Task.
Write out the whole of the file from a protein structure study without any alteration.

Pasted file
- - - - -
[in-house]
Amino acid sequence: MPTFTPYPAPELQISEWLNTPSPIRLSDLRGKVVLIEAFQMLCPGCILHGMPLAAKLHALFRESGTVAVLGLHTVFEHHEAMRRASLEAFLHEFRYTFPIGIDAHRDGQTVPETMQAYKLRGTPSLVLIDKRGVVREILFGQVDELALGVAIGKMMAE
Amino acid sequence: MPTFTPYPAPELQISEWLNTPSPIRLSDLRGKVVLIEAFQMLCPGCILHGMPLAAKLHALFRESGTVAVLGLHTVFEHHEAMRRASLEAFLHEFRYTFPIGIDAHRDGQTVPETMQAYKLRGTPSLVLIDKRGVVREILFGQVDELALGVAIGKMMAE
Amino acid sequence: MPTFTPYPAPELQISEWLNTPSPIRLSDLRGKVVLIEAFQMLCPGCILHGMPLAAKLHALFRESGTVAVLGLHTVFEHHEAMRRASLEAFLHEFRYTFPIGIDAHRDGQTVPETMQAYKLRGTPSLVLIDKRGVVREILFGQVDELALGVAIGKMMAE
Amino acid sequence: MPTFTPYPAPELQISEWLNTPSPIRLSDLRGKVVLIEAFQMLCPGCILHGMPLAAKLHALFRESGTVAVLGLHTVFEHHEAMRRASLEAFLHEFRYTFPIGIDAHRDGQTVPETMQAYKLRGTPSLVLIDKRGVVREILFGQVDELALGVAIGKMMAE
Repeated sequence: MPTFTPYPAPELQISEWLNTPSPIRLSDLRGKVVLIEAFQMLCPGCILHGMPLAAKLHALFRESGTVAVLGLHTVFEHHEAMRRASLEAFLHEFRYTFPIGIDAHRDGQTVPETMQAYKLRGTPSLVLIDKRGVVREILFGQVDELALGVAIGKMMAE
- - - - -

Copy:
[in-house]
Amino acid sequence: MPTFTPYPAPELQISEWLNTPSPIRLSDLRGKVVLIEAFQMLCPGCILHGMPLAAKLHALFRESGTVAVLGLHTVFEHHEAMRRASLEAFLHEFRYTFPIGIDAHRDGQTVPETMQAYKLRGTPSLVLIDKRGVVREILFGQVDELALGVAIGKMMAE
Amino acid sequence: MPTFTPYPAPELQISEWLNTPSPIRLSDLRGKVVLIEAFQMLCPGCILHGMPLAAKLHALFRESGTVAVLGLHTVFEHHEAMRRASLEAFLHEFRYTFPIGIDAHRDGQTVPETMQAYKLRGTPSLVLIDKRGVVREILFGQVDELALGVAIGKMMAE
Amino acid sequence: MPTFTPYPAPELQISEWLNTPSPIRLSDLRGKVVLIEAFQMLCPGCILHGMPLAAKLHALFRESGTVAVLGLHTVFEHHEAMRRASLEAFLHEFRYTFPIGIDAHRDGQTVPETMQAYKLRGTPSLVLIDKRGVVREILFGQVDELALGVAIGKMMAE
Amino acid sequence: MPTFTPYPAPELQISEWLNTPSPIRLSDLRGKVVLIEAFQMLCPGCILHGMPLAAKLHALFRESGTVAVLGLHTVFEHHEAMRRASLEAFLHEFRYTFPIGIDAHRDGQTVPETMQAYKLRGTPSLVLIDKRGVVREILFGQVDELALGVAIGKMMAE
Repeated sequence: MPTFTPYPAPELQISEWLNTPSPIRLSDLRGKVVLIEAFQMLCPGCILHGMPLAAKLHALFRESGTVAVLGLHTVFEHHEAMRRASLEAFLHEFRYTFPIGIDAHRDGQTVPETMQAYKLRGTPSLVLIDKRGVVREILFGQVDELALGVAIGKMMAE